Story by Anne Donahue
Kristy Hommel knows firsthand how the right kind of police intervention can be not only life-saving but also life-affirming.
The positive supports she received in several past experiences with police while she was in crisis has led her directly to help with police training so that more officers can learn how to offer assistance effectively. She’s found receptive audiences, full of questions and eagerness to learn more.
Hommel has heard people say that mental health support is not the right role for police.
“Not suited for that?” she responds. “Then let’s give them that training.”
“I don’t think it’s impossible,” she added. “If they’re here to protect people, then that’s in their best interest to be able to talk to people.”
Hommel’s mental health story goes back to her childhood. She remembers blowing on dandelions, watching the drifting seeds and thinking, “I wish I could be going with them.”
She recalls having deep anxiety without knowing words to express it. She only knew that “something doesn’t feel right” compared to other family members, and even tried self-harm at a very young age, throwing herself off the jungle gym.
She was angry to wake up in the morning because she had prayed that she would not.
Hommel’s first serious suicide attempt came when she was 32 and self-medicating with alcohol, she said. She had walked several miles into the woods in Brattleboro after taking a combination of pills and alcohol.
“Somebody saw me wandering around,” Hommel said. By that time, she needed to be airlifted to Dartmouth Hitchcock Medical Center, where she woke up.
While she was there, a police officer from Brattleboro came up to Hanover to visit her.
“I thought I was in trouble,” she recollected. She felt “so ashamed and upset,” and “I said I was sorry.”
The officer replied, “You don’t have to apologize.”
“I just wanted to check up on you,” he told her. “You were in rough shape.”
Hommel’s second suicide attempt came after she had been sober for almost three years. She was hoping to have a child, so she reduced her medications and found herself spiraling down, she said.
“I’m tired of fighting this depression,” she said she felt. “I’m a burden. In the long run this is going to be better.”
Though she doesn’t remember anything, she later learned that she went the wrong way on I-91 and was heading for a bridge. She knocked down a highway sign and totaled her car. There was lighter fluid poured all over the car.
It was “incredibly embarrassing to wake up [in the hospital],” Hommel said. “Two officers [were] waiting to get blood collected.”
Hommel “hadn’t wanted to put anyone in danger” but said she hadn’t recognized that risk. Because she had sent text messages out in advance, her parents knew to tell the hospital to admit her to psychiatry.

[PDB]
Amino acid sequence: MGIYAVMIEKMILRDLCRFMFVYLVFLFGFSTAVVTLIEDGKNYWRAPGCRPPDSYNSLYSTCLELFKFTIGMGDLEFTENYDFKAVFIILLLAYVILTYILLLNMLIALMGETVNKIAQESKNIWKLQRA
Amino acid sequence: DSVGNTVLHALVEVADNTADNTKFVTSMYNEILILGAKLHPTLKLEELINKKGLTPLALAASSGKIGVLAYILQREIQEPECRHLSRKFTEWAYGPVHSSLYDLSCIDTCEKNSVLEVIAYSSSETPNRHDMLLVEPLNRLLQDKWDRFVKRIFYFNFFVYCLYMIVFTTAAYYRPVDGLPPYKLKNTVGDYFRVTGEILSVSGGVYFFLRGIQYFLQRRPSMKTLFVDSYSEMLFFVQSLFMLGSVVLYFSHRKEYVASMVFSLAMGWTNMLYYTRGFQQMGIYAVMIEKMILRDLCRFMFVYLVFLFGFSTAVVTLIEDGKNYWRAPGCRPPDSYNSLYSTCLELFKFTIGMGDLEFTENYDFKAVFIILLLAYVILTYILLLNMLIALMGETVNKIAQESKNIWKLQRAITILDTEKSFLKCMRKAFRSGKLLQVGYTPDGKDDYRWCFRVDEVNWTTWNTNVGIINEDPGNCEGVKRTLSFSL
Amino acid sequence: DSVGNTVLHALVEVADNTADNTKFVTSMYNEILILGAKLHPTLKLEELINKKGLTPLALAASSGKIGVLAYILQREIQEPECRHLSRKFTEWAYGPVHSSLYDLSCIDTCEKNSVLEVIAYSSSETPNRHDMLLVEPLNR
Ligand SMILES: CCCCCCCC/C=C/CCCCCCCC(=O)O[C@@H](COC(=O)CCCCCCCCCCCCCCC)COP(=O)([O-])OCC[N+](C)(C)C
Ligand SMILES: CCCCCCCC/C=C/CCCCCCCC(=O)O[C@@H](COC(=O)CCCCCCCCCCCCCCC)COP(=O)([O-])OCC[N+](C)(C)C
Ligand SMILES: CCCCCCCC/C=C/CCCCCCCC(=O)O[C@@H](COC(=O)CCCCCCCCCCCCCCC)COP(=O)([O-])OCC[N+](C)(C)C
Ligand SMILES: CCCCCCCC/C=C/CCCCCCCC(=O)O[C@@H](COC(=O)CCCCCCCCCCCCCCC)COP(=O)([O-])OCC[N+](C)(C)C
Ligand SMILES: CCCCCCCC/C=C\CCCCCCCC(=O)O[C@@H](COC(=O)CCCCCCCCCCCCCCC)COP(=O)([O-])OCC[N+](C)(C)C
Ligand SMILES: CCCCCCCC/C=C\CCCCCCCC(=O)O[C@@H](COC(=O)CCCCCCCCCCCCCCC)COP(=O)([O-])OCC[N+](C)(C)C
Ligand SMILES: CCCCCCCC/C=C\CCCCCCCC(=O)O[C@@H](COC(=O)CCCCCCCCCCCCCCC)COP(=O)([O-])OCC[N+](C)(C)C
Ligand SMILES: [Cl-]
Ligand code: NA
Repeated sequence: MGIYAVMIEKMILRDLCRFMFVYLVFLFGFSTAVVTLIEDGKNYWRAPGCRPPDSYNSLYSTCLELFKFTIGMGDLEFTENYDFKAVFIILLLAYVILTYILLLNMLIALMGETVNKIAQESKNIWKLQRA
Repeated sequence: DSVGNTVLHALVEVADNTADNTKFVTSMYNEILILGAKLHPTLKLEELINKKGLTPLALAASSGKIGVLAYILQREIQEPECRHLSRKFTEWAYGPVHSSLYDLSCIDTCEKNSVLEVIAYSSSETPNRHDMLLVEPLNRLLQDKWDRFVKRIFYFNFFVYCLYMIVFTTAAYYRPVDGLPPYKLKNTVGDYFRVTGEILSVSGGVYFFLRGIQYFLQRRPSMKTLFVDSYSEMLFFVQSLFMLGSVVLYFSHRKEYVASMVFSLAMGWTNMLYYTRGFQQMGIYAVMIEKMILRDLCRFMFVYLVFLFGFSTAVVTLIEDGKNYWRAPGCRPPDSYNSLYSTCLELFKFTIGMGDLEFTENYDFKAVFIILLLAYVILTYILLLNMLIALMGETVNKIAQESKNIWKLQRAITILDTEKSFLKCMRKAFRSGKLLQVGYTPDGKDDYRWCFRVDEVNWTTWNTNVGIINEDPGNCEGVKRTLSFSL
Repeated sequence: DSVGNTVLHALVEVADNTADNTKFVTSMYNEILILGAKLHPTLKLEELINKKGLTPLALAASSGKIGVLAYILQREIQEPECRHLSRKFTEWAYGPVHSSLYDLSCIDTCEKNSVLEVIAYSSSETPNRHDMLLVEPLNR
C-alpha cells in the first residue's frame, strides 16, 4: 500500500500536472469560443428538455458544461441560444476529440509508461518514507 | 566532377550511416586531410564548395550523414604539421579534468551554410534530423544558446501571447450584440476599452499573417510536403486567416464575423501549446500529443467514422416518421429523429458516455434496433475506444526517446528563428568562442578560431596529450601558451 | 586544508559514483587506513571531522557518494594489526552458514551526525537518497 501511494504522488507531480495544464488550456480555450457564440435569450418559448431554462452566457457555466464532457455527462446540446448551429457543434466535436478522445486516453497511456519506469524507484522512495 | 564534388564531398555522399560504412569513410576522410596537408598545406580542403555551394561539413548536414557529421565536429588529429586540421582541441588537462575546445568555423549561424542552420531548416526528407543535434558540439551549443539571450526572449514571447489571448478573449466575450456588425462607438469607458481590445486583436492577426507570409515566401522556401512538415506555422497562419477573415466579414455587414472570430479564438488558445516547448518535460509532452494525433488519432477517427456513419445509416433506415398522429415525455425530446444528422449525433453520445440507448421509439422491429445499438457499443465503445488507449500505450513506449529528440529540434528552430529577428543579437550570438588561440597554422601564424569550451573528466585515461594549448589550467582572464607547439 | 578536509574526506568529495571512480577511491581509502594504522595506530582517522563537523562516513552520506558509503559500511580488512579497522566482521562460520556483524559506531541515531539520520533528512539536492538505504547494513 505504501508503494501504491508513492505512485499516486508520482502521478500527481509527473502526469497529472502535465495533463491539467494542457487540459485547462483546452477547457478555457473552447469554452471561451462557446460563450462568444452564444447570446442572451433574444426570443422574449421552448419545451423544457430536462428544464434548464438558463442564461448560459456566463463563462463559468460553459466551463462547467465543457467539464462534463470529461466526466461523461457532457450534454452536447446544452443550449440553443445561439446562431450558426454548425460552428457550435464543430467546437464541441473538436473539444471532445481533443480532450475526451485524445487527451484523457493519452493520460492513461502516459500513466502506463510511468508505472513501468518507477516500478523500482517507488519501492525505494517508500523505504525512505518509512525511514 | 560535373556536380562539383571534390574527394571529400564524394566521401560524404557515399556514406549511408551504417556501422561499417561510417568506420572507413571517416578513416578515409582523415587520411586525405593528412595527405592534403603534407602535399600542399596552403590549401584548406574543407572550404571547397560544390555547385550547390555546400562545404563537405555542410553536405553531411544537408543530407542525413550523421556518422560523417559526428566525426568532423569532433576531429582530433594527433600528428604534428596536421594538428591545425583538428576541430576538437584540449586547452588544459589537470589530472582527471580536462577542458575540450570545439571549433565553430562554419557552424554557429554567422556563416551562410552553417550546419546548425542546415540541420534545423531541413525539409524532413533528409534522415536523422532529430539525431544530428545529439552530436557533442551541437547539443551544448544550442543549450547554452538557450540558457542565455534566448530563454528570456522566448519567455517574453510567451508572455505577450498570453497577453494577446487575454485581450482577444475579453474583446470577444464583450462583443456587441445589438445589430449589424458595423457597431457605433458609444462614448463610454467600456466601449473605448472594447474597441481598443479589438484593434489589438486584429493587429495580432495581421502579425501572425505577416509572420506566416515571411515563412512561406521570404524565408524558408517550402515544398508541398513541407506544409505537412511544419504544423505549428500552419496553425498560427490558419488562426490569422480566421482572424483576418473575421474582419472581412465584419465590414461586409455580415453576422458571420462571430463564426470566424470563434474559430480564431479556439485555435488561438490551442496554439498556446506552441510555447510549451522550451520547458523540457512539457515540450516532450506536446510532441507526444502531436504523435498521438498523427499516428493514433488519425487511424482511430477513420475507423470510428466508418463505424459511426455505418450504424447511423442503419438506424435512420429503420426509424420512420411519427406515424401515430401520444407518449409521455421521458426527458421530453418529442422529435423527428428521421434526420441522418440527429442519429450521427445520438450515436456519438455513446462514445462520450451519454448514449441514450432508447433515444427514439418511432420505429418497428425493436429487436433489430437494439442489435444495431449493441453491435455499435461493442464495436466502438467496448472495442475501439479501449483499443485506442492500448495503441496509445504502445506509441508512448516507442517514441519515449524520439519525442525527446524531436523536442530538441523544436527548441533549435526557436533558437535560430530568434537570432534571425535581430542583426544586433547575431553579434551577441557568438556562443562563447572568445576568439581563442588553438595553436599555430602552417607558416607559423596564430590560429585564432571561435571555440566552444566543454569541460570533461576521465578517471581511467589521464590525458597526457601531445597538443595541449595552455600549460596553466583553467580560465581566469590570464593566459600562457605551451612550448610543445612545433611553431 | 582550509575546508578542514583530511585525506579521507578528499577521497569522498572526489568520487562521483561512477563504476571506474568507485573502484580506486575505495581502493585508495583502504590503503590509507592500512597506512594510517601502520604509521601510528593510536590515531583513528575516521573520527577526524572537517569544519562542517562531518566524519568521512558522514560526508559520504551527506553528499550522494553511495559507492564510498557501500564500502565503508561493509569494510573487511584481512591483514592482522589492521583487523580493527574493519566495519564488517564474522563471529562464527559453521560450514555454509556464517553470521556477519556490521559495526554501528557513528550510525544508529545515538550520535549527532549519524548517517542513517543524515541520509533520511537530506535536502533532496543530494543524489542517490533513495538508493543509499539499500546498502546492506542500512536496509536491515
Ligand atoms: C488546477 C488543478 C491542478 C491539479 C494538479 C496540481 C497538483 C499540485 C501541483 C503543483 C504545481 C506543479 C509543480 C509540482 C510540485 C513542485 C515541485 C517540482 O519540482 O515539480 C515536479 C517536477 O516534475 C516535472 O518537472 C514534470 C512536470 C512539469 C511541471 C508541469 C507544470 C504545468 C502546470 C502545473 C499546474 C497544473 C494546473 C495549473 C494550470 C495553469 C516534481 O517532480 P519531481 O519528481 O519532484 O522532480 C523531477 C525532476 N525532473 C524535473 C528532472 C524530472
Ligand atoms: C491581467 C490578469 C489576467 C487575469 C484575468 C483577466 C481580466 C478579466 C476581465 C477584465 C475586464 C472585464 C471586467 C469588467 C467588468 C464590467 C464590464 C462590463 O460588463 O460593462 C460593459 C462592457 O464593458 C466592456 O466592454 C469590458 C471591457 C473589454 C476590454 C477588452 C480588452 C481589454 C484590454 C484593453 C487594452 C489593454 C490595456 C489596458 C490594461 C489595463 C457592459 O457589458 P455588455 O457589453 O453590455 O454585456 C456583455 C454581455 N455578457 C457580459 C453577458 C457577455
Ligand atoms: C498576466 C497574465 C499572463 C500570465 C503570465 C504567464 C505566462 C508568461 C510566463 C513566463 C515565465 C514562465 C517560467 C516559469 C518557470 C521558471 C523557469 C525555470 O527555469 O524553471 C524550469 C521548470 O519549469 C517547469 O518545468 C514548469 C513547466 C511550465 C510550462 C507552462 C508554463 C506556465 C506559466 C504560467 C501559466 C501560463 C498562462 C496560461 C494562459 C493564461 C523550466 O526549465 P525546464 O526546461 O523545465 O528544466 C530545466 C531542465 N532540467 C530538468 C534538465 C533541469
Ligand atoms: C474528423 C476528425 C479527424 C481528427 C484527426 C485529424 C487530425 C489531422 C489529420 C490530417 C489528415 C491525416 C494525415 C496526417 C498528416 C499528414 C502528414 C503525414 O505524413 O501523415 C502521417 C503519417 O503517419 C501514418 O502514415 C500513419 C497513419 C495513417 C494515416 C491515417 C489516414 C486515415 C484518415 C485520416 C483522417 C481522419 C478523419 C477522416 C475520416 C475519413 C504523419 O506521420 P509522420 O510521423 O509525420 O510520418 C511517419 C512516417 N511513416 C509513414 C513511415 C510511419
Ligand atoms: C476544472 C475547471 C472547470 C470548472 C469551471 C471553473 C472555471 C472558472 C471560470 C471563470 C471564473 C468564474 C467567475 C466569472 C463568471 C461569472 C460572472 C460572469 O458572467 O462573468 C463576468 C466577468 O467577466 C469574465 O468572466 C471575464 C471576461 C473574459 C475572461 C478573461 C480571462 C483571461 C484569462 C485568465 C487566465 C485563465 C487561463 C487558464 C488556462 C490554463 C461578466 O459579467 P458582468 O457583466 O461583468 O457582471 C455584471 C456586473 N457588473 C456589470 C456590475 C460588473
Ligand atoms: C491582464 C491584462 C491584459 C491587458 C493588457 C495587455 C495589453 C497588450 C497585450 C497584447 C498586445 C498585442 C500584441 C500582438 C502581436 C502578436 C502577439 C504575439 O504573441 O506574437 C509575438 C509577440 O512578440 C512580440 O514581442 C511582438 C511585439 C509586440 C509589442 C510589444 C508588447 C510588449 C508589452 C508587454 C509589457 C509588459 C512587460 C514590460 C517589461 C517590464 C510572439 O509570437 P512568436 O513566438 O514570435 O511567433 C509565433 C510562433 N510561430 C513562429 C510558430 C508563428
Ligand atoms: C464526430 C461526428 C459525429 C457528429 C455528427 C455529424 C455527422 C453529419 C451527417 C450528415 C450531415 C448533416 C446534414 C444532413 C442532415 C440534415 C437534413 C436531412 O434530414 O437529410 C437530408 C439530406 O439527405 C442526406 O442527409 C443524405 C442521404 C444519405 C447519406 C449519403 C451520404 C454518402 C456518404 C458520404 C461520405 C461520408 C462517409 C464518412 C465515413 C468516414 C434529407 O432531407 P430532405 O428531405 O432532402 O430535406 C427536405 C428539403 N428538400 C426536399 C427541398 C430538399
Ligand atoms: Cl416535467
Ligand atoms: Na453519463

Despite all that happened, the police “didn’t treat me like I was crazy.” They “could have humiliated me,” but did not. The way she was treated made a powerful impact, she said.
But only a few months later, after being discharged by the hospital as “safe enough to go home,” she was in crisis again.
She had argued with her husband, who said he couldn’t meet her level of need and left. The power had been out, and her phone went dead when she was in the process of reaching out to her therapist.
Hommel said she was not suicidal at that point but “was in bad shape.” When her therapist was unable to return her call, the therapist contacted the police to do a wellness check.
When the officer knocked at the door, she let him in reluctantly. They talked, and she shared her history.
“I don’t know what you could do to help me,” she told him. The officer talked with her for more than an hour.
Her parents lived four hours away, and the officer brought her father in by phone, she said. “If you are in a place where you need to go to the hospital, call me; I’ll get you there,” he told her.
The officer gave Hommel his card. He “didn’t talk down; didn’t make me feel small,” she said.
Hommel now feels that one of the best ways she can give back is by sharing her story with others. “It’s definitely very therapeutic” as well, she said.
She began with the “In Our Voices” speaker program with NAMI-VT, and then was asked if she would be willing to do a brief version for the collaborative training for police and first responders called “Team Two.”
The feedback “was great,” Hommel said, and she was told someone with lived experience was needed for police academy training sessions.
Her first time, there were not a lot of questions during the presentation. But afterward, an officer came up to her, she said.
“I have a daughter,” he told her. “I think she might have the same thing… I’m not sure.”
In more recent sessions, the presentations have gone overtime with all the questions. A typical one is “What’s the best we can do for you in a crisis?”
Hommel tells them that everyone is different and she recognizes that for the police, going into a situation “not knowing what they’re thinking, I can’t imagine; that’s got to be scary for you.”
“But it’s also scary for us,” she notes.
“I try to explain – the pain of living was almost worse than the pain of dying.”
She’s been asked, “while you were suicidal, what would have made you stop” before it got to an attempt? Were you showing signs? Could others have predicted it?
She tells them that even now, in her late thirties, she is only just learning her own signs and “to be in a place in my own recovery to know.”
People are really good at hiding it, she tells officers.
She “needed to hear there is hope” beyond that day.